Rural communities across southern Manitoba are preparing to break ground on new wastewater treatment facilities and upgrades to existing wastewater infrastructure.
Under the federal government’s Clean Water and Wastewater Fund, Ottawa will contribute fifty per cent of the costs on projects that meet the fund’s requirements. Currently, $49 million has been allocated to water infrastructure projects across the province. Manitoba has been allocated $95 million in funding from the federal government’s total $2 billion in national funding through the fund.
To date, twenty-three projects have been awarded funding throughout the province.
Manitoba’s St. Pierre-Jolys, which had to cease new developments in 2012 due to its lagoon reaching capacity. Relief from the development crunch comes in the form of $1.5 million in provincial and municipal spending. Expanding the lagoon will allow the village to expand to 2,000 people from its current tk.
Unfortunately, the application for funds caused problems for the municipality. Due to the rejection of their first application, the cost of upgrading the lagoon rose from $1.3 million to approximately $2.7 million.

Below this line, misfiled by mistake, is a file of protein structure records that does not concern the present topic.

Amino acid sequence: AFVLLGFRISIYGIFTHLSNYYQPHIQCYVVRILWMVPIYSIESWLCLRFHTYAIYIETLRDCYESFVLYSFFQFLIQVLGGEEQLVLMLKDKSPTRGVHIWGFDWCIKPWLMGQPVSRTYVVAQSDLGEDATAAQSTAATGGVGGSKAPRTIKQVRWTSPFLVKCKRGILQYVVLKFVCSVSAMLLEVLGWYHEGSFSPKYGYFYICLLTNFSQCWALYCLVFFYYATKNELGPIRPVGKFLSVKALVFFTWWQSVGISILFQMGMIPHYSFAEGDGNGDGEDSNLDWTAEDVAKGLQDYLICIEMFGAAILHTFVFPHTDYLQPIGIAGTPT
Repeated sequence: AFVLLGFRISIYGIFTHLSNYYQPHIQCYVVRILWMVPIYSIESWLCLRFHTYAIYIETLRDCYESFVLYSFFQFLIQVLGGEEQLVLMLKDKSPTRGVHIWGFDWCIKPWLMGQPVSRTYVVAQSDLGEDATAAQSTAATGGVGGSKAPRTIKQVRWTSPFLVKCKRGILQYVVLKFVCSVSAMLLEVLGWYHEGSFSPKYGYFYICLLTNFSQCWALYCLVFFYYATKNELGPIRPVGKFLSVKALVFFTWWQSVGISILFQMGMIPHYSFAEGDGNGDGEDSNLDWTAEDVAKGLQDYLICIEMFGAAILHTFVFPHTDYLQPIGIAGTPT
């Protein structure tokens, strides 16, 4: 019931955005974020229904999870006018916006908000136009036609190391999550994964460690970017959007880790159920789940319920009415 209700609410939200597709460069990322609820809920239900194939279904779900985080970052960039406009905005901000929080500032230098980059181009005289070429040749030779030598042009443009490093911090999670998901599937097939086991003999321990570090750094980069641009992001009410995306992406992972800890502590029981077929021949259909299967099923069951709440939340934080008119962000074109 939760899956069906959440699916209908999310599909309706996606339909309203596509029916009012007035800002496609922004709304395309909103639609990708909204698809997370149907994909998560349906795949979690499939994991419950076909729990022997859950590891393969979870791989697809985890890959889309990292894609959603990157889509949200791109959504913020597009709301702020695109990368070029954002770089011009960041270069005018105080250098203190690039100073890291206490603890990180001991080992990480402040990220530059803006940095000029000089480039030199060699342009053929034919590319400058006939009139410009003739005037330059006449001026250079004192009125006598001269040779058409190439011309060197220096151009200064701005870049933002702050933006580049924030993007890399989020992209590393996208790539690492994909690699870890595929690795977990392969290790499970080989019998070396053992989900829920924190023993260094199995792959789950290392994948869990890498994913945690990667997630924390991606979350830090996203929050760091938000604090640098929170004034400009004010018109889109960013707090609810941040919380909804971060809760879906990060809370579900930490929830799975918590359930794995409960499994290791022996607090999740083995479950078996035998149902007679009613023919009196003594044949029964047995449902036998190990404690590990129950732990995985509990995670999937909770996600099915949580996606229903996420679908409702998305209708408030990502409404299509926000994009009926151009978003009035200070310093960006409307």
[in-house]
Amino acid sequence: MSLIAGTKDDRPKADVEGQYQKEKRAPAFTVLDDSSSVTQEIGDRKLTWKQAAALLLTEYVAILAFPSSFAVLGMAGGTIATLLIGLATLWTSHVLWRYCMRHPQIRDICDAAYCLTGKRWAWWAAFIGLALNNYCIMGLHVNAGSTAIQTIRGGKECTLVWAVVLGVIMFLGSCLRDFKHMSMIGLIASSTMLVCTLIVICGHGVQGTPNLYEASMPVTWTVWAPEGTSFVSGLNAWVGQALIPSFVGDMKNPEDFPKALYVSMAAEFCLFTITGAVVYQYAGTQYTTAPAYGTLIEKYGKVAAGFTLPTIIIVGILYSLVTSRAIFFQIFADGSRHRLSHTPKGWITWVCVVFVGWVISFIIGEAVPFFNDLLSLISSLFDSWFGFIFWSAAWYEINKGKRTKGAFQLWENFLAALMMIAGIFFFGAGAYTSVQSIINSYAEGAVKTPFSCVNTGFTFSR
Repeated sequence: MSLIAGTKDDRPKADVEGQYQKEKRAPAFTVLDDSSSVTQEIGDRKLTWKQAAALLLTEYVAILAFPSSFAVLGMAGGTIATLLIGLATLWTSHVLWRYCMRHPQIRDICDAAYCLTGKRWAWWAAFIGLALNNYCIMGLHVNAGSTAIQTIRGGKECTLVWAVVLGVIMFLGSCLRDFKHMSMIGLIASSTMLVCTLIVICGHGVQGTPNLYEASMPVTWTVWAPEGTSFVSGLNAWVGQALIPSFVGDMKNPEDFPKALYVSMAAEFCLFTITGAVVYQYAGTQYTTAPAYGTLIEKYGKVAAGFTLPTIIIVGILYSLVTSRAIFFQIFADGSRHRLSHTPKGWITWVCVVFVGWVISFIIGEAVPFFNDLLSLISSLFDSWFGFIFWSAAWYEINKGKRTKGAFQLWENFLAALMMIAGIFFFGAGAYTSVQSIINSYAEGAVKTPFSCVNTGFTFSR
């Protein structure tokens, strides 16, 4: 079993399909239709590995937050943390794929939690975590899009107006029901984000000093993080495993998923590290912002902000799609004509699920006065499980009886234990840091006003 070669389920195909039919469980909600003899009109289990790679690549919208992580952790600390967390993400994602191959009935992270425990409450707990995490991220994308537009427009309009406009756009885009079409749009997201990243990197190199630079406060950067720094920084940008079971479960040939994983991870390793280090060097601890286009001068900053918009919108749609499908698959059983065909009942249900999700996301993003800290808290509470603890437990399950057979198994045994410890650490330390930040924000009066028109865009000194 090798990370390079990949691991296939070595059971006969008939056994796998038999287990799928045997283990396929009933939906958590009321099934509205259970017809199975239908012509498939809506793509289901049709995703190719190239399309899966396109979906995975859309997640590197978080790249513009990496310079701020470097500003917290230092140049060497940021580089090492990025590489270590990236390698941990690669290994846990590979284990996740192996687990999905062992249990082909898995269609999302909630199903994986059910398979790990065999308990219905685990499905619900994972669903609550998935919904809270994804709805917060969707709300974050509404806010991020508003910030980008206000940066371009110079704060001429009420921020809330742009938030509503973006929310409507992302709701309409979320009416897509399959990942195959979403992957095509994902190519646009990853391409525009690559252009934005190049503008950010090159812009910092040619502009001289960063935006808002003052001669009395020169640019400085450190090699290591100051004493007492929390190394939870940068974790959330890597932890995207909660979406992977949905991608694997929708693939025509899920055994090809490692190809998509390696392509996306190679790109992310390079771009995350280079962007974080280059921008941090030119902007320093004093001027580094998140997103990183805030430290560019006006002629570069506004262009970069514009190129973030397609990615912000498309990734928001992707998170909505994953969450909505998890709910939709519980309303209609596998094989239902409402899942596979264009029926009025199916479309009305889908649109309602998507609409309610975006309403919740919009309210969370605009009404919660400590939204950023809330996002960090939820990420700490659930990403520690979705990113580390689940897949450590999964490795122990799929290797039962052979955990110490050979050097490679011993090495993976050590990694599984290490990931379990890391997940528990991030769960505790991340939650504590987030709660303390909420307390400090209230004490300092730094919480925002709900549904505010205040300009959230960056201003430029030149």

The application process has taken tolls on other communities, as well. A joint application between Winkler, Morden, and the Rural Municipality of Stanley for the construction of a new wastewater treatment facility was met with silence, which slowed development on the project and projects in other sectors.
Earlier this summer, Winkler was approved for $1.8 million for initial planning and design of the project. Further development will require funding from future infrastructural programs. The current project will not meet the Clean Water and Wastewater Fund’s 2018 completion deadline.
Of the $49 million dollars currently given to water infrastructure development in Manitoba, Winnipeg’s $800 million North End Water Treatment Plant has received no federal funding nor has its South End Water Treatment Plant received funding. The latter had previously received $53 million in funding through other federal programs.
From the Winnipeg Free Press story.